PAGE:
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What To Do When You're Stopped By Police - The ACLU & Elon James White

What To Do When You're Stopped By Police - The ACLU & Elon James White

Know Anyone Who Thinks Racial Profiling Is Exaggerated? Watch This, And Tell Me When Your Jaw Drops.

This video clearly demonstrates how racist America is as a country and how far we have to go to become a country that is civilized and actually values equal justice. We must not rest until this goal is achieved. I do not want my great grandchildren to live in a country like we have today. I wish for them to live in a country where differences of race and culture are not ignored but valued as a part of what makes America great.

Saturday, May 04, 2024

The Mayor Called Them Outside Agitators. Many of Them Beg to Differ. - The New York Times

The Mayor Called Them Outside Agitators. Many of Them Beg to Differ.

(Eric L. Adams is an embarrassment as New York's Mayor)

The city's rationale for the long-standing practice is that candidates who score too high could get bored with police work and quit after undergoing costly academy training.

Recently U.S. District Judge Peter C. Dorsey ruled the New London Police Department's rejection of Jordan, because of his high IQ test score, was not in violation of his rights...)

The court dismissed his lawsuit Aug. 31 and his attorney informed him on Wednesday.

"City officials have blamed “external actors” for escalating demonstrations at Columbia University and elsewhere, but student protesters reject the claim.

A man in a gray sweatshirt and long gray beard sits among flowers.
“They struck me as members of the community, folks from the city, folks from our neighborhood,” said Matthew Cavalletto, who was among those arrested during protests at Columbia University this week. “And not some kind of foreign element that had snuck in to sap our city’s vitality.”Jeenah Moon for The New York Times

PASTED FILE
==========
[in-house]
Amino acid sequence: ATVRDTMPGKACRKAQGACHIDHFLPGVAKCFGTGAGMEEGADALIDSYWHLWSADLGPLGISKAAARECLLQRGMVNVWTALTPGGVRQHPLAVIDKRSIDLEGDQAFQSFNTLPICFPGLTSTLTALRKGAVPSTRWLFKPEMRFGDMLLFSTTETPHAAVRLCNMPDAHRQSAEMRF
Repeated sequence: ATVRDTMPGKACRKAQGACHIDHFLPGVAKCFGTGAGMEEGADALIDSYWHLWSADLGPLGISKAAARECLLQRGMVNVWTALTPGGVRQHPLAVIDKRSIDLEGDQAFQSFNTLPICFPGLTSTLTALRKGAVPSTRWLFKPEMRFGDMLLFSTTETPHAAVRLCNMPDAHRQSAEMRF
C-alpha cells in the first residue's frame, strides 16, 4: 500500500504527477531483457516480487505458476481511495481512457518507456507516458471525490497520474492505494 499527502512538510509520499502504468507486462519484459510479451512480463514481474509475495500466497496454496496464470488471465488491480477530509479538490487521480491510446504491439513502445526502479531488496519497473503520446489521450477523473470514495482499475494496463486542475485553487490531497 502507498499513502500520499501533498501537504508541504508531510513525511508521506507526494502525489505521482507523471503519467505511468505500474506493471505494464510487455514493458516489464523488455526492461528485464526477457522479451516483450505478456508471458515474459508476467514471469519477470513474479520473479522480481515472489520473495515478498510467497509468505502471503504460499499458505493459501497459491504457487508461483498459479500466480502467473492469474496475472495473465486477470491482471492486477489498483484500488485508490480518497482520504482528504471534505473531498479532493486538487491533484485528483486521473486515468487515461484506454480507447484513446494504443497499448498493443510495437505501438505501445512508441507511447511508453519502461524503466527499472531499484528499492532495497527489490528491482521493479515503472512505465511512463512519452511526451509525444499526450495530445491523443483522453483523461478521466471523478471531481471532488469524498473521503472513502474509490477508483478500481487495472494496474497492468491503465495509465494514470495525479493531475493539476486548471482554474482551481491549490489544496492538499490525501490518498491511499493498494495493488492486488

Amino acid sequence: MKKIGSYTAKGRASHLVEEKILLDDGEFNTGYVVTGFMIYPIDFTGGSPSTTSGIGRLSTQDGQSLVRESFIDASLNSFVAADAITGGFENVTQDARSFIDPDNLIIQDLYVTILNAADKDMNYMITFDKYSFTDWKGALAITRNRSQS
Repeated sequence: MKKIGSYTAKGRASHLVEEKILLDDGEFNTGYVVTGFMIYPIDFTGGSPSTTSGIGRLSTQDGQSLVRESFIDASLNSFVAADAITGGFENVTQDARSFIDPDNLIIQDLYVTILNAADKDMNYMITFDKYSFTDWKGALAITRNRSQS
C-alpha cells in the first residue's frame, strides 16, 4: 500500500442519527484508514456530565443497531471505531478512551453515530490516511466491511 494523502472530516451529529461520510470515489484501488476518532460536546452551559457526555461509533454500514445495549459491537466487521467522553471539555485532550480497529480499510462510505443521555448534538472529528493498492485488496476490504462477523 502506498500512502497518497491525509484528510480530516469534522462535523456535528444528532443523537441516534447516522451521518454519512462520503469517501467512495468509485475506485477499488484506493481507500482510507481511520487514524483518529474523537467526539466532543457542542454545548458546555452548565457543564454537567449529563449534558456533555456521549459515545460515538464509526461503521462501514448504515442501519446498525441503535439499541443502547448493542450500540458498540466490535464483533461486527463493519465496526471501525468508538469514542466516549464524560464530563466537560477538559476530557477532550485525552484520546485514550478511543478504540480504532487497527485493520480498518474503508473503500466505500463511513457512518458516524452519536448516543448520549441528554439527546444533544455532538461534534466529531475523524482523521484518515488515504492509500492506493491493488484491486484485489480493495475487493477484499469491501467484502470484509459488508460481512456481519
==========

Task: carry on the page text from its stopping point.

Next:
One of the people arrested at Columbia University this week was a middle-aged saxophonist who headed up to the campus from his Hell’s Kitchen apartment after learning about the protests on social media.

Another was tending his sidewalk pepper patch a few blocks from the student demonstrations when he learned the police were moving in and, grabbing a metal dog bowl and a spoon to bang against it, rushed to the students’ aid.

A third had been active in other left-leaning protests across the city but also happened to work as a nanny nearby. She went to the university gates on Tuesday and linked arms with other protesters in an unsuccessful attempt to thwart the advancing officers, she said.

After pro-Palestinian demonstrators occupied a building on Columbia’s campus this week, demanding that the university end all financial ties with Israel, the New York Police Department moved in and arrested more than 100 people there. Mayor Eric Adams and other city leaders have accused so-called outside agitators — professional organizers with no ties to the university — of hijacking a peaceful student protest and spurring its participants to adopt ever more aggressive tactics.

“Professional, external actors are involved in these protests,” said Edward A. Caban, the New York City Police Commissioner. “They are not affiliated with either the institutions or campuses in question, and they are working to escalate the situation.”

A New York Times review of police records and interviews with dozens of people involved in the protest at Columbia found that a small handful of the nearly three dozen arrestees who lacked ties to the university had also participated in other protests around the country. One man who was taken into custody inside Hamilton Hall, the occupied campus building, had been charged with rioting and wearing a disguise to evade the police during a demonstration in California nearly a decade earlier.

But the examination also revealed that far more of the unaffiliated protesters had no such histories. Rather, they said, they arrived at Columbia in response to word of mouth or social media posts to join the demonstration out of some combination of solidarity and curiosity.

Protesters carry flags near Columbia’s campus.
Columbia University has become a national focal point in one of the largest student protest movements in decades.Amir Hamja/The New York Times